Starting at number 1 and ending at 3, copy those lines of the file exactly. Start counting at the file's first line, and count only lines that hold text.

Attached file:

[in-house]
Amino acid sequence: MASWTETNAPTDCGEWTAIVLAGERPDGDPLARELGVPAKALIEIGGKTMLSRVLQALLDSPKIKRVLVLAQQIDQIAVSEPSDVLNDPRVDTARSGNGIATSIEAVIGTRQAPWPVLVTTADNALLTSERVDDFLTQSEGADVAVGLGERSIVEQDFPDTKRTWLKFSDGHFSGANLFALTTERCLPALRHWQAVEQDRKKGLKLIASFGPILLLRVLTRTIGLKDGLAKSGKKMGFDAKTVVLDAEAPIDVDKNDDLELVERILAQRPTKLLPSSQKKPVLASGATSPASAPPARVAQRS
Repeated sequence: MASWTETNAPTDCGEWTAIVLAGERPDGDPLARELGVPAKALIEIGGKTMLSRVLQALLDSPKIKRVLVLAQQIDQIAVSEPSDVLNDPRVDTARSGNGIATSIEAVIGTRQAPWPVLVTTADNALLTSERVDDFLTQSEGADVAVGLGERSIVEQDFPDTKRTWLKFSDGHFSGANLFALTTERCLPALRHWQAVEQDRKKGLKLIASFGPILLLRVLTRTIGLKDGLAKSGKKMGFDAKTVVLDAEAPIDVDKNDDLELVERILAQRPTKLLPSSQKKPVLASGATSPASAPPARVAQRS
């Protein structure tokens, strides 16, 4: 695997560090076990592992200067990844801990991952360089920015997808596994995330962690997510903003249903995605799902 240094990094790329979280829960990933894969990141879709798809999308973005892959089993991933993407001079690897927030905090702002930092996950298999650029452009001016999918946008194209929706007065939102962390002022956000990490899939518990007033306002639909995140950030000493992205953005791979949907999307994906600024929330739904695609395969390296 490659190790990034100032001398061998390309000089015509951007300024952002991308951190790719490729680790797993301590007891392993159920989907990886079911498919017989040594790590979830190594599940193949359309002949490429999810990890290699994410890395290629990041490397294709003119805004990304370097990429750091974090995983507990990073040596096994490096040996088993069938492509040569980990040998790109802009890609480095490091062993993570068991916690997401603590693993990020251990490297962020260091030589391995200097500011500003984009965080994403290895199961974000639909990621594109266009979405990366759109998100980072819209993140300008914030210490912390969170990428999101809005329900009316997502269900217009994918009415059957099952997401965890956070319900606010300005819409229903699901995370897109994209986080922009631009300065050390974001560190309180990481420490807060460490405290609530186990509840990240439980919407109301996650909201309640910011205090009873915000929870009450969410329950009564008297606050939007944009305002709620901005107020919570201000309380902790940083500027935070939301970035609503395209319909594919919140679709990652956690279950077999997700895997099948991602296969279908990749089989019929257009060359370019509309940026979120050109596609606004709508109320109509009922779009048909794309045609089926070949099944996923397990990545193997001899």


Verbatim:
[in-house]
Amino acid sequence: MASWTETNAPTDCGEWTAIVLAGERPDGDPLARELGVPAKALIEIGGKTMLSRVLQALLDSPKIKRVLVLAQQIDQIAVSEPSDVLNDPRVDTARSGNGIATSIEAVIGTRQAPWPVLVTTADNALLTSERVDDFLTQSEGADVAVGLGERSIVEQDFPDTKRTWLKFSDGHFSGANLFALTTERCLPALRHWQAVEQDRKKGLKLIASFGPILLLRVLTRTIGLKDGLAKSGKKMGFDAKTVVLDAEAPIDVDKNDDLELVERILAQRPTKLLPSSQKKPVLASGATSPASAPPARVAQRS
Repeated sequence: MASWTETNAPTDCGEWTAIVLAGERPDGDPLARELGVPAKALIEIGGKTMLSRVLQALLDSPKIKRVLVLAQQIDQIAVSEPSDVLNDPRVDTARSGNGIATSIEAVIGTRQAPWPVLVTTADNALLTSERVDDFLTQSEGADVAVGLGERSIVEQDFPDTKRTWLKFSDGHFSGANLFALTTERCLPALRHWQAVEQDRKKGLKLIASFGPILLLRVLTRTIGLKDGLAKSGKKMGFDAKTVVLDAEAPIDVDKNDDLELVERILAQRPTKLLPSSQKKPVLASGATSPASAPPARVAQRS